Rating [rating=5]

Writer & Director:
Stuart Saint

Sofonda Cox –
Miss Dusty ‘O’
Fairy Bell End – Laura Hyde
Dick – Gary Albert Hughes
Dave, the cat – Nathaniel Tapley
Alice Fitz-Nicely – Rae Brogan
Queen Runt – Lucyelle Cliffe

Being an ignorant Canadian and not altogether familiar with the ins and outs of British Pantomime, I walked into the cabaret lounge of Leicester Square theatre and sat in the front row of Dick. Of course, upon arriving, I was assured by the gentlemen at the door, “They won’t pick on you at all, honestly!” Well, he lied. And, turns out, he was the writer/director, Stuart Saint. Thanks, Stuart!

In the midst of this trashy, glitter smeared set, adults run about with boobs stuffed up and crotches stuffed out, and the audience are carried  to a far away land that can only be described as completely outrageous! The show starts with a vivacious and cutesy Fairy Bell End (Laura Hyde) who gives us the low down on Dick. She adjusts our ears to the X-rated language and “ADULT ONLY” humour that saturates the adaptation. In case you haven’t figured out yet, this panto is loosely, and I mean loosely, based on Dick Whittington.  Saint’s story line is an adventure where Dick (Gary Albert Hughes) and his cat Dave (Nathaniel Tapley)  set out for London. They meet Sofanda Cox, played by the legendary DJ drag queen, Miss Dusty “O”,  and Alice Fitz-Nicely (Rae Brogan) at their future place of employment: a sex club. When Dick falls for Alice, Alice bids him to search for the key that will unlock her chastity belt, releasing the “family jewels”. I’m just going to apologise now for the excessive quotation marks I’ll be using. As I was saying, Dick searches for the family jewels, which involves an X Factor competition, a treasure map, a boat, and a hilarious sequence of events. In the end he gets the girl… and to her and everyone else’s surprise…. her…… “family jewels”.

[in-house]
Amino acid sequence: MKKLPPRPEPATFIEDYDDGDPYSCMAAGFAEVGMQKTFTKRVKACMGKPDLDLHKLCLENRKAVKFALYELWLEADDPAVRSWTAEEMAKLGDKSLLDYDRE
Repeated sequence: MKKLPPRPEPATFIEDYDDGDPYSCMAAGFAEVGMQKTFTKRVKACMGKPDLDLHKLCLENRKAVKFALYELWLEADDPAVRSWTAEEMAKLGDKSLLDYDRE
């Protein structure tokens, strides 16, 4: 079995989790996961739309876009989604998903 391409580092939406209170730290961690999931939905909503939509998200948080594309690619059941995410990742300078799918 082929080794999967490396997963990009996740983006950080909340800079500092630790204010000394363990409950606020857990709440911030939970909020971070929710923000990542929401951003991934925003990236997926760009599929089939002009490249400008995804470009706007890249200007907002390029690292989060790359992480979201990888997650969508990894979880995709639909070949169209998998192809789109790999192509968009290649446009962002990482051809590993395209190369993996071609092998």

Every character gets a splash of spotlight in nearly every scene. Nobody is left off stage for long, making this truly an ensemble show. The cast didn’t boost on having a stand out performer. That’s what made the show excellent: it had a solid cast that worked together in creating hilarious entertainment. Alice’s slick rhymes in her ghetto-cockney accent were a brilliant contrast to Sofanda’s over exuberant disgust about anyone and anything; Queen Runt’s multi-beltastic personality coupled nicely with Dave’s pompous pussy attitude, and Dick’s flamboyant ego stood nicely next to the dirty Disney version of Fairy Bell End. A round of applause to each actor for making me cry with laughter on more than one occasion.

I must say, the cast are masters at working the crowd, which was perhaps encouraged by Saint’s direction; they had an excellent way of making the subject matter easier to swallow. They didn’t shut us off or tune us out. They genuinely had a laugh with us! The cast’s awareness of the absurd scenes allowed the audience to warm to them even more. Now, I said before that I was new to the phenomenon known as Pantomime, but my friends prepped me before I went. They filled me in on the whole audience participation thing, reminding me to boo the Baddie and shout out “behind you!!!”. In this show, however, I got to scream out all kinds of obscenities, and it was at the request of the cast! Needless to say, this offered a whole new level to audience participation that our tipsy crowd grew to love!

With candor, energy, and strong vocals, the cast offered a highly stylised, tacky (in a good way), crowd teasing comedy. As for my experience, let’s just say, I  was heckled so often, so unabashedly, that my name almost became synonymous with Dick. I buried my face about 2 minutes into Act One.

Obviously, like any show, Dick may appeal to some more than others. (Seriously, the double entendres are killing me.) But you know what you’re in for. With a title like, Dick, you’d be outright silly not to know! My date for the evening savoured the uproarious show, and was even pulled on stage for some “action”. By the interval we agreed we were essentially featured ensemble! So, if you’d like to refrain from a featured role, stay clear of the front row! But if you’re wanting a good night out, I can happily recommend Dick! It runs until the 20th of January at the Leicester Square Theatre, London, so don’t miss it.

Oh, and I almost forgot to tell you. I lost my Panto virginity… to Dick! Seems appropriate enough, right?


Review by Ruthie Luff